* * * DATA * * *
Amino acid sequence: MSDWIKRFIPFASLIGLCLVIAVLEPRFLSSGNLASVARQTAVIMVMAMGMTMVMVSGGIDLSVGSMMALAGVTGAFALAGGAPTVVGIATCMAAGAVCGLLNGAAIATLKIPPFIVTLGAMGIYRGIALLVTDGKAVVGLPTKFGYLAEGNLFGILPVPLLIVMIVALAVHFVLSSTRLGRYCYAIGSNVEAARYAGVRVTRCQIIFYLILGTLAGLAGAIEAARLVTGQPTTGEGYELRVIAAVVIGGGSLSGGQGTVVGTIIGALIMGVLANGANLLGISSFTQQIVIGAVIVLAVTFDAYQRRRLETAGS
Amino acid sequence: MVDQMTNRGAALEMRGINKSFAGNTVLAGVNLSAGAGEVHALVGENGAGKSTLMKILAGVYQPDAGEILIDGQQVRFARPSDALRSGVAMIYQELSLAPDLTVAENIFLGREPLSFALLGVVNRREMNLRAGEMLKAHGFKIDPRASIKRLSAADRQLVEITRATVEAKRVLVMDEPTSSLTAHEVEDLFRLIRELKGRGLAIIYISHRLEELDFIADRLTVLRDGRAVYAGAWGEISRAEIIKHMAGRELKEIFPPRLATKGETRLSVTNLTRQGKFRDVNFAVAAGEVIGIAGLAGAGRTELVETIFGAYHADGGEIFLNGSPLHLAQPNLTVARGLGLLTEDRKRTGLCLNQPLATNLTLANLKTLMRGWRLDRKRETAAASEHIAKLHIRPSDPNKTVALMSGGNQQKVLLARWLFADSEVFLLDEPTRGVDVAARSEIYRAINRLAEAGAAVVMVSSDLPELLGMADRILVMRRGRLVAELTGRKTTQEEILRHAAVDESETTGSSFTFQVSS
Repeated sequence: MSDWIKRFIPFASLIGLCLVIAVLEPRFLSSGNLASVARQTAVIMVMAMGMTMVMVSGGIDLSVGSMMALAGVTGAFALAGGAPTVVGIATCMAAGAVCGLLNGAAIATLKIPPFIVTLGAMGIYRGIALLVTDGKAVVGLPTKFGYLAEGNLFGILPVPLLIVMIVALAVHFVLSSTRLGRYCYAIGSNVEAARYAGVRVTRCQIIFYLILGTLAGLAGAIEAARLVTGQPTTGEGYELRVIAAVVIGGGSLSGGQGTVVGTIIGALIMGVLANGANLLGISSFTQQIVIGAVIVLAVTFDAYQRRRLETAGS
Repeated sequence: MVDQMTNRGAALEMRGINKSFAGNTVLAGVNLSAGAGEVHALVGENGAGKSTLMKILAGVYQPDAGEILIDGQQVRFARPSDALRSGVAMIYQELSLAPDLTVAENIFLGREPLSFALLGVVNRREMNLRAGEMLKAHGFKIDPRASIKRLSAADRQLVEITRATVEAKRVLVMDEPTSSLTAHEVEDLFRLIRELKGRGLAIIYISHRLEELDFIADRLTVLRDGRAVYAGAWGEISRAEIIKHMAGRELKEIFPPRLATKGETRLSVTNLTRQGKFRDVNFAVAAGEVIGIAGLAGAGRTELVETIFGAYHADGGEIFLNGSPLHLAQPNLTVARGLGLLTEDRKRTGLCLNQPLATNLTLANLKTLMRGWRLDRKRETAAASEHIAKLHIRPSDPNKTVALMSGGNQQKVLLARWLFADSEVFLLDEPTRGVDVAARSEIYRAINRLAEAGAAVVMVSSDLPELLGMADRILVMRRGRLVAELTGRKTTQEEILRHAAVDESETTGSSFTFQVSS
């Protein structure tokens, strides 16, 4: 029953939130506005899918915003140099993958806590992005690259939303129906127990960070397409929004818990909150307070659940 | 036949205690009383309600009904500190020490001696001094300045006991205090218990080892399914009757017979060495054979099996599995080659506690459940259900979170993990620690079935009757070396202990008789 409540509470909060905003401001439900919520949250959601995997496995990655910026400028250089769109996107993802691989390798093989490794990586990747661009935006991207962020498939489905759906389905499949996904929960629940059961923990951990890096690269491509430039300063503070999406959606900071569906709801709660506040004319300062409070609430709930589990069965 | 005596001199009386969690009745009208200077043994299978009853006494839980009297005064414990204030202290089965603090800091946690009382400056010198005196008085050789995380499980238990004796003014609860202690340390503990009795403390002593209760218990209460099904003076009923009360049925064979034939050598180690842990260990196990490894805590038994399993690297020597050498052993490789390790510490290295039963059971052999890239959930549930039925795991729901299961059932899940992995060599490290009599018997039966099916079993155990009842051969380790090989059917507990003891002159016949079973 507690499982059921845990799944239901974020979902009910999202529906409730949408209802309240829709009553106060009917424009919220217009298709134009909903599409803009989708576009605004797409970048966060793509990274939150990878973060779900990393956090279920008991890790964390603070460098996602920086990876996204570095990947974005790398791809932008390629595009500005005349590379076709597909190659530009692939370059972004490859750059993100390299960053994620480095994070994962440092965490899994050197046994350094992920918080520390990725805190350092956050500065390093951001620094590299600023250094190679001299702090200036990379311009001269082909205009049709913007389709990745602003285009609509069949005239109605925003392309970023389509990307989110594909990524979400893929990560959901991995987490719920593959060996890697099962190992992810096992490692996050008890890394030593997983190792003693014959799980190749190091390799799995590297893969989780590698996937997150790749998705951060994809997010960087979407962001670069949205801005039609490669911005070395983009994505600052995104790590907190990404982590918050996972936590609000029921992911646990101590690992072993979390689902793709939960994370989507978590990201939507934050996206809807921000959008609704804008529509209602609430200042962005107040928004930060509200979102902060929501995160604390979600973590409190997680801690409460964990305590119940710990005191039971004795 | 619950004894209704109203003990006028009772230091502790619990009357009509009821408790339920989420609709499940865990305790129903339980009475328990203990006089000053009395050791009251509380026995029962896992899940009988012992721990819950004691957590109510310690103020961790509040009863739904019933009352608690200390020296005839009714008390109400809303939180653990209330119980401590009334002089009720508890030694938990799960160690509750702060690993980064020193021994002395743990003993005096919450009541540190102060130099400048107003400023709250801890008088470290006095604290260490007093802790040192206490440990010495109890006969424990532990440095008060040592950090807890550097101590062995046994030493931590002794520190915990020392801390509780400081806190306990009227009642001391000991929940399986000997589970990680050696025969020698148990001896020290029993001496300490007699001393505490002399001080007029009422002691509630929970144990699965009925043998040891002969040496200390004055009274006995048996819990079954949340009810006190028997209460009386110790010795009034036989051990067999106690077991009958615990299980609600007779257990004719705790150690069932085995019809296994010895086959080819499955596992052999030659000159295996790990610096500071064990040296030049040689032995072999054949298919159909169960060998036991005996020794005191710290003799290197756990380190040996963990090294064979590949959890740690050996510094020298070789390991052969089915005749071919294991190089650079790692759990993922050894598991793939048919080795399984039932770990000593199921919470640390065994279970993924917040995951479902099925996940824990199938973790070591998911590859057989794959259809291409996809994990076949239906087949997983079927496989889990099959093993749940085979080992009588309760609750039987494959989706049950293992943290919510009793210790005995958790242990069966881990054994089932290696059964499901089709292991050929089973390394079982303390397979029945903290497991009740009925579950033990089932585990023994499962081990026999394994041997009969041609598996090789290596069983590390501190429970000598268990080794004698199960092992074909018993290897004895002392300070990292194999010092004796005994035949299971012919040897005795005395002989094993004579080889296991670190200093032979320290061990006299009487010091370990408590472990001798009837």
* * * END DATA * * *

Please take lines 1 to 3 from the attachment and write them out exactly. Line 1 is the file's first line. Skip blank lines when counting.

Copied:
Amino acid sequence: MSDWIKRFIPFASLIGLCLVIAVLEPRFLSSGNLASVARQTAVIMVMAMGMTMVMVSGGIDLSVGSMMALAGVTGAFALAGGAPTVVGIATCMAAGAVCGLLNGAAIATLKIPPFIVTLGAMGIYRGIALLVTDGKAVVGLPTKFGYLAEGNLFGILPVPLLIVMIVALAVHFVLSSTRLGRYCYAIGSNVEAARYAGVRVTRCQIIFYLILGTLAGLAGAIEAARLVTGQPTTGEGYELRVIAAVVIGGGSLSGGQGTVVGTIIGALIMGVLANGANLLGISSFTQQIVIGAVIVLAVTFDAYQRRRLETAGS
Amino acid sequence: MVDQMTNRGAALEMRGINKSFAGNTVLAGVNLSAGAGEVHALVGENGAGKSTLMKILAGVYQPDAGEILIDGQQVRFARPSDALRSGVAMIYQELSLAPDLTVAENIFLGREPLSFALLGVVNRREMNLRAGEMLKAHGFKIDPRASIKRLSAADRQLVEITRATVEAKRVLVMDEPTSSLTAHEVEDLFRLIRELKGRGLAIIYISHRLEELDFIADRLTVLRDGRAVYAGAWGEISRAEIIKHMAGRELKEIFPPRLATKGETRLSVTNLTRQGKFRDVNFAVAAGEVIGIAGLAGAGRTELVETIFGAYHADGGEIFLNGSPLHLAQPNLTVARGLGLLTEDRKRTGLCLNQPLATNLTLANLKTLMRGWRLDRKRETAAASEHIAKLHIRPSDPNKTVALMSGGNQQKVLLARWLFADSEVFLLDEPTRGVDVAARSEIYRAINRLAEAGAAVVMVSSDLPELLGMADRILVMRRGRLVAELTGRKTTQEEILRHAAVDESETTGSSFTFQVSS
Repeated sequence: MSDWIKRFIPFASLIGLCLVIAVLEPRFLSSGNLASVARQTAVIMVMAMGMTMVMVSGGIDLSVGSMMALAGVTGAFALAGGAPTVVGIATCMAAGAVCGLLNGAAIATLKIPPFIVTLGAMGIYRGIALLVTDGKAVVGLPTKFGYLAEGNLFGILPVPLLIVMIVALAVHFVLSSTRLGRYCYAIGSNVEAARYAGVRVTRCQIIFYLILGTLAGLAGAIEAARLVTGQPTTGEGYELRVIAAVVIGGGSLSGGQGTVVGTIIGALIMGVLANGANLLGISSFTQQIVIGAVIVLAVTFDAYQRRRLETAGS